44. 44. Farzan SF, Karagas MR, Chen Y. In utero and early life arsenic exposure in relation to long-term health and disease. Toxicology and Applied Pharmacology. 2013;272:384-390. DOI: 10.1016/j.taap.2013.06.030
  45. 45. Tolins M, Ruchirawat M, Landrigan P. The developmental neurotoxicity of arsenic: Cognitive and behavioral consequences of early life exposure. Annals of Global Health. 2014;80:303-314. DOI: 10.1016/j.aogh.2014.09.005
  46. 46. Mochizuki H. Arsenic neurotoxicity in humans. International Journal of Molecular Sciences. 2019;20(14):3418. DOI: 10.3390/ijms20143418
  47. 47. Rahman MK, Choudhary MI, Arif M, Morshed MM. Dopamine-β-hydroxylase activity and levels of its cofactors and other biochemical parameters in the serum of arsenicosis patients of Bangladesh. International Journal of Biomedical Sciences. 2014;10:52-60
  48. 48. Rai NK, Ashok A, Rai A, Tripathi S, Nagar GK, Mitra K, et al. Exposure to As, Cd and Pb-mixture impairs myelin and axon development in rat brain, optic nerve and retina. Toxicology and Applied Pharmacology. 2013;273:424-258. DOI: 10.1016/J.TAAP.2013.05.003
  49. 49. Ramsey KA, Foong RE, Sly PD, Larcombe AN, Zosky GR. Early life arsenic exposure and acute and long-term responses to influenza A infection in mice. Environmental Health Perspectives. 2013;121:1187-1193. DOI: 10.1289/ehp.1306748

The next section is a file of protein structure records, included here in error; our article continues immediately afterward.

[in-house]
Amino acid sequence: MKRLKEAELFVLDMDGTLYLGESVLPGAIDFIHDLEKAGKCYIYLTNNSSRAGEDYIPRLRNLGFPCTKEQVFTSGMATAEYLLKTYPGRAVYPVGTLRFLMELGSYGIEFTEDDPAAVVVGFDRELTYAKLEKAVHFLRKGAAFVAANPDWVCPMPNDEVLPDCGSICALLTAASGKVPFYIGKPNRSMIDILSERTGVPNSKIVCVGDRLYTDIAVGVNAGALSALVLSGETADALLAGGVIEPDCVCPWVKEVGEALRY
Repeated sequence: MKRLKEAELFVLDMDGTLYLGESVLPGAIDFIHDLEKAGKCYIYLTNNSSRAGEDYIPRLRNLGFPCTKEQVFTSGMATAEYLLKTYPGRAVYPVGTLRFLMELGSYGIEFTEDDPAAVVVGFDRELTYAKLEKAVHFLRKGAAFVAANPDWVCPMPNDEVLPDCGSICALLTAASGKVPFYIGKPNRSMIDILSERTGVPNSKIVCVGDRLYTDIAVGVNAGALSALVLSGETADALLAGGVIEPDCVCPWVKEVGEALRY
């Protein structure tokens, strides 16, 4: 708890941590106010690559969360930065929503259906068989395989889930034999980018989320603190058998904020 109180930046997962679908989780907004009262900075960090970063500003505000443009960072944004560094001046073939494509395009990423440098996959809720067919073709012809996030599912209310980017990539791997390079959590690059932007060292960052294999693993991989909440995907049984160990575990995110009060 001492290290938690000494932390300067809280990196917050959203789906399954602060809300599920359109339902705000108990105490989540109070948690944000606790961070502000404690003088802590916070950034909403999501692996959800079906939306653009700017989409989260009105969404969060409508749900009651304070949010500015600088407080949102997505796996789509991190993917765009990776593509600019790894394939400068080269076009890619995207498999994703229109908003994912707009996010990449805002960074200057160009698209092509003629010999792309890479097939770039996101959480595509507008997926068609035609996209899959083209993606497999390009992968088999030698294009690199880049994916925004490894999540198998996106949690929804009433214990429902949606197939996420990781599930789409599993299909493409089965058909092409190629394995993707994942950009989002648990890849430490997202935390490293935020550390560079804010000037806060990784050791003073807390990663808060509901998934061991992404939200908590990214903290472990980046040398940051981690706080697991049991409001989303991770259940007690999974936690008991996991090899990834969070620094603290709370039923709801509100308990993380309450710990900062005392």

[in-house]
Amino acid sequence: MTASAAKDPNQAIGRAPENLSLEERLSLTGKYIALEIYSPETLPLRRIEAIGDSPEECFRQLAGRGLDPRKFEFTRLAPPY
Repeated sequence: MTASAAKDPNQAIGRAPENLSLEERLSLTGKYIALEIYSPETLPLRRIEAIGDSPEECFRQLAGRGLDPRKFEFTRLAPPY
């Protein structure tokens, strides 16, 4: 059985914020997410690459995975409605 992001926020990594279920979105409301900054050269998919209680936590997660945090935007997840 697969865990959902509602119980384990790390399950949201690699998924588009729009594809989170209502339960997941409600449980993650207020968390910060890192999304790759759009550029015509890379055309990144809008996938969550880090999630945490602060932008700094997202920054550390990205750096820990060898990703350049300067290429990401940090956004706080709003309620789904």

50. 50. Li R, Wu H, Ding J, Fu W, Gan L, Li Y. Mercury pollution in vegetables, grains and soils from areas surrounding coal-fired power plants. Scientific Reports. 2017;7:1-9. DOI: 10.1038/srep46545
  51. 51. Carocci A, Rovito N, Sinicropi MS, Genchi G. Mercury toxicity and neurodegenerative effects. In: Whitacre DM, editor. Reviews of Environmental Contamination and Toxicology. 1st ed. Vol. 229. Switzerland: Springer; 2014. 1-18 p. DOI: 10.1007/978-3-319-03777-6_1
  52. 52. Morais S, Costa FG, Pereira ML. Heavy metals and human health. In: Oosthuisen J, editor. Environmental Health—Emergencies Issues and Practice. Chichester: IntechOpen; 2012. pp. 227-246
  53. 53. Bridges CC, Zalups RK. Mechanisms involved in the transport of mercuric ions in target tissues. Archives of Toxicology. 2017;91(1):63-81. DOI: 10.1007/s00204-016-1803-y
  54. 54. Moriarity RJ, Liberda EN, Tsuji LJS. Subsistence fishing in the Eeyou Istchee (James Bay, Quebec, Canada): A regional investigation of fish consumption as a route of exposure to methylmercury. Chemosphere. 2020;258:127413. DOI: 10.1016/j.chemosphere.2020.127413
  55. 55. Caito SW, Jackson BP, Punshon T, Scrimale T, Grier A, Gill SR. Variation in methylmercury metabolism and elimination status in humans following fish consumption. Toxicological Sciences. 2018;161:443-453. DOI: 10.1093/toxsci/kfx226
  56. 56. Bjørklund G, Dadar M, Mutter J, Aaseth J. The toxicology of mercury: Current research and emerging trends. Environmental Research. 2017;159:545-554. DOI: 10.1016/j.envres.2017.08.051
  57. 57. Dos Santos AA, Chang LW, Liejun Guo G, Aschner M. Chapter 35—Fetal Minamata disease: A human episode of congenital methylmercury poisoining. In: Slikker W, Paule MG, Whang C, editors. Handbook of Developmental Neurotoxicology. 2nd ed. Cambridge, MA: Academic Press; 2018. pp. 399-406